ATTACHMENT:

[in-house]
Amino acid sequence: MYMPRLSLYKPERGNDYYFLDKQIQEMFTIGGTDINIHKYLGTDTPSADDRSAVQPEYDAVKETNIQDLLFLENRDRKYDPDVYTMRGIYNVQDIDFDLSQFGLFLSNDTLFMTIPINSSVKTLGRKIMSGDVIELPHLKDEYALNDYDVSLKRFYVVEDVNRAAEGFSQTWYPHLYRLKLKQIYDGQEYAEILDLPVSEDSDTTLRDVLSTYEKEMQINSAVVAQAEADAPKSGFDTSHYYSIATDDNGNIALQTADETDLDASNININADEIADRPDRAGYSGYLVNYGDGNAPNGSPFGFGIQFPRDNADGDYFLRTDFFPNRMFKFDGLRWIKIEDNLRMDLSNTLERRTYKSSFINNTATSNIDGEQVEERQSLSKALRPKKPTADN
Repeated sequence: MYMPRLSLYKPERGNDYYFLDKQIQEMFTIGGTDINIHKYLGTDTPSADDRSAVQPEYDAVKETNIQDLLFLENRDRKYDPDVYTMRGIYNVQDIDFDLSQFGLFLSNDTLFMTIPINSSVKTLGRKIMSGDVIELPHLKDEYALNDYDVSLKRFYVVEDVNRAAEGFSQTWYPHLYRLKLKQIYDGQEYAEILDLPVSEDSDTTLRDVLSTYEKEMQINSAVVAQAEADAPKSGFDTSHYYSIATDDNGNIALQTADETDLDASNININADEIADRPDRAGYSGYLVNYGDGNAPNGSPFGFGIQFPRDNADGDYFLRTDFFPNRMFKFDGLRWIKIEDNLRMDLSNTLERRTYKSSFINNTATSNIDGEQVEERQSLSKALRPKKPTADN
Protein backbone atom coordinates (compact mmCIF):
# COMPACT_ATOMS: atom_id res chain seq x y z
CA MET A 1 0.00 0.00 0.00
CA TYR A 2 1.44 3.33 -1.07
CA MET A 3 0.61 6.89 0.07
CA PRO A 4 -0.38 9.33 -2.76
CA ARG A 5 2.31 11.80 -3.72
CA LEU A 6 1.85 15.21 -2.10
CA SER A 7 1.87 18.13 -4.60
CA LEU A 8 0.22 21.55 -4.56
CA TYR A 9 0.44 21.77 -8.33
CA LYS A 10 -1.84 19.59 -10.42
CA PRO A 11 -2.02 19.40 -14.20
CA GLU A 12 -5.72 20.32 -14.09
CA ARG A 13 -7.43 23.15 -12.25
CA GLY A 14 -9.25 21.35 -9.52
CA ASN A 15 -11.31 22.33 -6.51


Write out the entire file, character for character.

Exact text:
[in-house]
Amino acid sequence: MYMPRLSLYKPERGNDYYFLDKQIQEMFTIGGTDINIHKYLGTDTPSADDRSAVQPEYDAVKETNIQDLLFLENRDRKYDPDVYTMRGIYNVQDIDFDLSQFGLFLSNDTLFMTIPINSSVKTLGRKIMSGDVIELPHLKDEYALNDYDVSLKRFYVVEDVNRAAEGFSQTWYPHLYRLKLKQIYDGQEYAEILDLPVSEDSDTTLRDVLSTYEKEMQINSAVVAQAEADAPKSGFDTSHYYSIATDDNGNIALQTADETDLDASNININADEIADRPDRAGYSGYLVNYGDGNAPNGSPFGFGIQFPRDNADGDYFLRTDFFPNRMFKFDGLRWIKIEDNLRMDLSNTLERRTYKSSFINNTATSNIDGEQVEERQSLSKALRPKKPTADN
Repeated sequence: MYMPRLSLYKPERGNDYYFLDKQIQEMFTIGGTDINIHKYLGTDTPSADDRSAVQPEYDAVKETNIQDLLFLENRDRKYDPDVYTMRGIYNVQDIDFDLSQFGLFLSNDTLFMTIPINSSVKTLGRKIMSGDVIELPHLKDEYALNDYDVSLKRFYVVEDVNRAAEGFSQTWYPHLYRLKLKQIYDGQEYAEILDLPVSEDSDTTLRDVLSTYEKEMQINSAVVAQAEADAPKSGFDTSHYYSIATDDNGNIALQTADETDLDASNININADEIADRPDRAGYSGYLVNYGDGNAPNGSPFGFGIQFPRDNADGDYFLRTDFFPNRMFKFDGLRWIKIEDNLRMDLSNTLERRTYKSSFINNTATSNIDGEQVEERQSLSKALRPKKPTADN
Protein backbone atom coordinates (compact mmCIF):
# COMPACT_ATOMS: atom_id res chain seq x y z
CA MET A 1 0.00 0.00 0.00
CA TYR A 2 1.44 3.33 -1.07
CA MET A 3 0.61 6.89 0.07
CA PRO A 4 -0.38 9.33 -2.76
CA ARG A 5 2.31 11.80 -3.72
CA LEU A 6 1.85 15.21 -2.10
CA SER A 7 1.87 18.13 -4.60
CA LEU A 8 0.22 21.55 -4.56
CA TYR A 9 0.44 21.77 -8.33
CA LYS A 10 -1.84 19.59 -10.42
CA PRO A 11 -2.02 19.40 -14.20
CA GLU A 12 -5.72 20.32 -14.09
CA ARG A 13 -7.43 23.15 -12.25
CA GLY A 14 -9.25 21.35 -9.52
CA ASN A 15 -11.31 22.33 -6.51